Australia launches bid for 2023 FIBA World Cup
Australia will launch a bid for the 2023 FIBA World Cup for men, hoping the recent popularity boom of the sport will help get them over the line.
The Pick and Roll’s Damian Arsenis first reported Australia’s interest in the bid in June, and has been confirmed by Roy Ward of Fairfax Media.
Basketball Australia Chief Executive Anthony Moore will represent the nation in Geneva this week, where Australia will go against rival bids from the Philippines, Germany, Qatar, Argentina and Turkey.
"We have progressed to the next stage, which is a two-day forum in Geneva this week," Moore said this weekend, via Ward.
"This is a significant event and an opportunity for us to have a look at how we might host it."
Anthony Moore and Andrej Lemanis | Credit: Damian Arsenis
Moore believes the recent success of the Boomers at the Rio Olympics, the Opals sustained excellence and the number of Aussies spread across the NBA, European leagues, college and Asia will be a key factor in Australia securing the tournament.
Along with the on-court success, the off-court factors of Australia's Asian-friendly time zone and strong record of adequately hosting international sporting events is also an advantage.
The potential that Australia would share the event with New Zealand is a real possibility, something Moore mentioned in June.
“We have a great relationship with Basketball New Zealand and [their CEO] Iain Potter,” Moore said, via Arsenis.
“One of our first phone calls would be with Ian to have a chat about that possibility. It is certainly something we would have a chat about.”
Australia last hosted a FIBA World Cup in 1997, when they hosted the men’s under-23 tournament. Before that, Australia was the host nation for the 1994 women’s FIBA World Cup.
The bidding process isn’t a straightforward task, as Moore and Basketball Australia need to work with the government in multiple areas. However, Moore is confident that Australia’s strong track record in hosting marquee international sporting events will assist them in the bidding process.
"We will get the formal bid documents and find out what needs to be included in the bid - what is of note is the government requirements," Moore said, via Ward.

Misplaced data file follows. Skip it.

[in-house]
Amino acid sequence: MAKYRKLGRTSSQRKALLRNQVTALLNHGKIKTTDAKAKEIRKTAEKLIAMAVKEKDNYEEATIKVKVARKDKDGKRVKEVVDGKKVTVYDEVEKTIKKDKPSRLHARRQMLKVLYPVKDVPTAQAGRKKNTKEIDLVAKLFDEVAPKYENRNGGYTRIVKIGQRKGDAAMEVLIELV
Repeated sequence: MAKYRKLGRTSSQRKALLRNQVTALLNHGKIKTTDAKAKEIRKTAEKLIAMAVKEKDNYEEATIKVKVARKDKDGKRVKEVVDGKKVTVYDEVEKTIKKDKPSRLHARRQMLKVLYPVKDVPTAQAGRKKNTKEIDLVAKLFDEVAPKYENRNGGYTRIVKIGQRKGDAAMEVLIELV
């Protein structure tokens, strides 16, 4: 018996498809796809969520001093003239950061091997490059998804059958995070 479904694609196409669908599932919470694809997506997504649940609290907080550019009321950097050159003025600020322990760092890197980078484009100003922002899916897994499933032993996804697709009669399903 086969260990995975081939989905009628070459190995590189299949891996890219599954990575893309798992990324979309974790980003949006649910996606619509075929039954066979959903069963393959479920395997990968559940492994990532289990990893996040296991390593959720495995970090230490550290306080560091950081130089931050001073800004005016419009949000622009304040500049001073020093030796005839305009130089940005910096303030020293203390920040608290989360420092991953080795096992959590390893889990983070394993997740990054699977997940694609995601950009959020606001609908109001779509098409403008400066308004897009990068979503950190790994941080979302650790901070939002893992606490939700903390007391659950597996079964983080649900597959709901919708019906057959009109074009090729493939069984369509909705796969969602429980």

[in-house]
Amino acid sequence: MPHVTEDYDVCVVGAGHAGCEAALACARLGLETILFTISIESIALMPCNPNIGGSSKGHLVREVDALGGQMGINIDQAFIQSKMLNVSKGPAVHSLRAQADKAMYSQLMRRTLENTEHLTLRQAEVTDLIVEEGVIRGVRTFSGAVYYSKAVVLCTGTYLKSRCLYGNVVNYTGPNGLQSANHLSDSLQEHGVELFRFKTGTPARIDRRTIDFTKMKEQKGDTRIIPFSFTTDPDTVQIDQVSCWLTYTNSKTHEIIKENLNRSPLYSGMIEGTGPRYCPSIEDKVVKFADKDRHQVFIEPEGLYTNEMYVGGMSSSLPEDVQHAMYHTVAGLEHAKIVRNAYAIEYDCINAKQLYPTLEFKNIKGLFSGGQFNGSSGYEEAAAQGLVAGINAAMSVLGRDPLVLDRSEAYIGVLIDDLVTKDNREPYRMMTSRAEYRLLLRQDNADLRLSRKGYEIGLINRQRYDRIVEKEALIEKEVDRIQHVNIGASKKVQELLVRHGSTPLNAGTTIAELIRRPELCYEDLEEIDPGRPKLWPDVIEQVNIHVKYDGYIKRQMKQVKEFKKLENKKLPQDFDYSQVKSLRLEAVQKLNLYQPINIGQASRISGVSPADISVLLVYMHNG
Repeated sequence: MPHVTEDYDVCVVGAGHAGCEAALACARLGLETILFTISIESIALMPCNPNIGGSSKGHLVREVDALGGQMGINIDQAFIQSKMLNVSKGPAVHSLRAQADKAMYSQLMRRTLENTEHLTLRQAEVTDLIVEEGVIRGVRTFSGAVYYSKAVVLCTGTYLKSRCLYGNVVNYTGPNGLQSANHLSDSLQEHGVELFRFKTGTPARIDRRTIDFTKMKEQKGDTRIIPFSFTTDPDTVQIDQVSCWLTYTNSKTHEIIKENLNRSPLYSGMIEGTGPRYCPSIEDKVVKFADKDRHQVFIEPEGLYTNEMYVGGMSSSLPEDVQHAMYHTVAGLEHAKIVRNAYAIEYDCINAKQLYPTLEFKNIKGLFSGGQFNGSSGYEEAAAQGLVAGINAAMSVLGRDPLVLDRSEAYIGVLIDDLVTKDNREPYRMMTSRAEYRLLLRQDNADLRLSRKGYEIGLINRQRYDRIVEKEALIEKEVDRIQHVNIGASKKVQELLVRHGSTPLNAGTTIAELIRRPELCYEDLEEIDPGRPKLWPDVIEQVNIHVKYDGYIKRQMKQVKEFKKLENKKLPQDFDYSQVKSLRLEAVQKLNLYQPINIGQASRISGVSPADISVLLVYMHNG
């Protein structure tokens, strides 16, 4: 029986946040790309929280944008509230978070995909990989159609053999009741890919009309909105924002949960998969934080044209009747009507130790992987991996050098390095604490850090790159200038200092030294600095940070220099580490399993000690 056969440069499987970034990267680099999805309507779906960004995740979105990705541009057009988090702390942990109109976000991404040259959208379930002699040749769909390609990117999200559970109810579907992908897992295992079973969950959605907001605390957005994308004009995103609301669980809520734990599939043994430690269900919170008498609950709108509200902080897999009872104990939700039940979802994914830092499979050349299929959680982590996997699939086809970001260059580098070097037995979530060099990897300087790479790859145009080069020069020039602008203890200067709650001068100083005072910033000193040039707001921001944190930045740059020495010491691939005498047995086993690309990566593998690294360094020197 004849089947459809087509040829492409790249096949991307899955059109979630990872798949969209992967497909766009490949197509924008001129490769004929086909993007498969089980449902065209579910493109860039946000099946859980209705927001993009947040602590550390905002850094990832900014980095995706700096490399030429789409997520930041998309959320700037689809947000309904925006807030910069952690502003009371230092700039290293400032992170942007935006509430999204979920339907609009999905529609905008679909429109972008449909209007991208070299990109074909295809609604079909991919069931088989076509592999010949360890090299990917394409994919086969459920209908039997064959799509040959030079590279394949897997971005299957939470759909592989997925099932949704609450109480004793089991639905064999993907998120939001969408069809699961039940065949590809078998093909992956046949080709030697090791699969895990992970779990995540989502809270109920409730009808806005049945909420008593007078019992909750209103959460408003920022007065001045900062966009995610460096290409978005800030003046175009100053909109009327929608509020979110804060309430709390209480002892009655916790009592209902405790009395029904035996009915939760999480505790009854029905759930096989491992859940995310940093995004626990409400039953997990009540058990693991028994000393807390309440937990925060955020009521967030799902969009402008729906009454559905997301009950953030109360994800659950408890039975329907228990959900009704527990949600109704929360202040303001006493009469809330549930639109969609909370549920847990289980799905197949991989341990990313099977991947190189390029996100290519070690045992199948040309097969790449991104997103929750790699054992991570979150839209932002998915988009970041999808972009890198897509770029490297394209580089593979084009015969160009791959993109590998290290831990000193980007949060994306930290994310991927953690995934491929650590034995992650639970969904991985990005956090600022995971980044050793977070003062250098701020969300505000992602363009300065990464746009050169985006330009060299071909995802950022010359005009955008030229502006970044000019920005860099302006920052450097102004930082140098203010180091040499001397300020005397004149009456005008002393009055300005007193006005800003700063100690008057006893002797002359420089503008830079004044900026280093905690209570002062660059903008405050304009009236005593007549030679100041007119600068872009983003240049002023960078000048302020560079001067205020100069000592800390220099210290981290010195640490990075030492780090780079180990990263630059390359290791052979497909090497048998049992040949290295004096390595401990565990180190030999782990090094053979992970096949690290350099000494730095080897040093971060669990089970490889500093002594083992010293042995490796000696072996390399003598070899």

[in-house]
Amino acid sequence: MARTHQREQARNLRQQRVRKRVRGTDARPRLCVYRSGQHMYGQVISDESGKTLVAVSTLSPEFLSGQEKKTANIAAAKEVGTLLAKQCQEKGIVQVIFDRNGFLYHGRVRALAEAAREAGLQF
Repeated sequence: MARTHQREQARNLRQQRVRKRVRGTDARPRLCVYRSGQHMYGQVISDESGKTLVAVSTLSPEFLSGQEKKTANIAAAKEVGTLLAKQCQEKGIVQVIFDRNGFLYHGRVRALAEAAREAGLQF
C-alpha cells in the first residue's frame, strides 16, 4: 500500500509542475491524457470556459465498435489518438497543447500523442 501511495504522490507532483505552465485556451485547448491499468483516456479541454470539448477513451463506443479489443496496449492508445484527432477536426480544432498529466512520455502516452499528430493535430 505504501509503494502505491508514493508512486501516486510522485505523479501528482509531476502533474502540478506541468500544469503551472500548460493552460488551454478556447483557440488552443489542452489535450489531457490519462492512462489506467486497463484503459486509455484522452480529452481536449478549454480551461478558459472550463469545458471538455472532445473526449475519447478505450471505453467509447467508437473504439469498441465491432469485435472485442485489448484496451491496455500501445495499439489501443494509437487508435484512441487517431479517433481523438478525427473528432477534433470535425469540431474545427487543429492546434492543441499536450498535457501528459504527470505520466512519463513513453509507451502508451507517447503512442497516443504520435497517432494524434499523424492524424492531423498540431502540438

"Our federal government has experts in their sport and major events section who have been involved in the Asian Cup, cricket world cup and netball world cup so the federal government is well placed to assist us.
"Now we have to find out what the ask is and come back and talk to government."
Moore started at the head position of Basketball Australia in 2014, and major progress of the sport has been seen under his watch. He is hoping hosting a World Cup would be the icing on the cake of the booming interest in Australian basketball.
“I have been in role since October 2014, fast approaching two years,” Moore said, via Arsenis.
“One of the key initial objectives was to ensure the organisation was better structured. Another was to define what, as a sporting organisation, should actually be done – what we should be doing moving forward.
“Last year we sold out Rod Laver Arena for the first time in 15 years with the FIBA Oceania series. It was simply fantastic for our sport. It also crystallised that this is what we can do really well – putting national teams on the court in front of our home fans.
“Any chance to stage an event to put our best players together – just like the farewell series against the Pac-12 All-Stars – that is what we do well. With that in mind, any opportunity to host a world event will definitely be investigated.
“I am excited about the potential to host the FIBA World Cup in 2023.”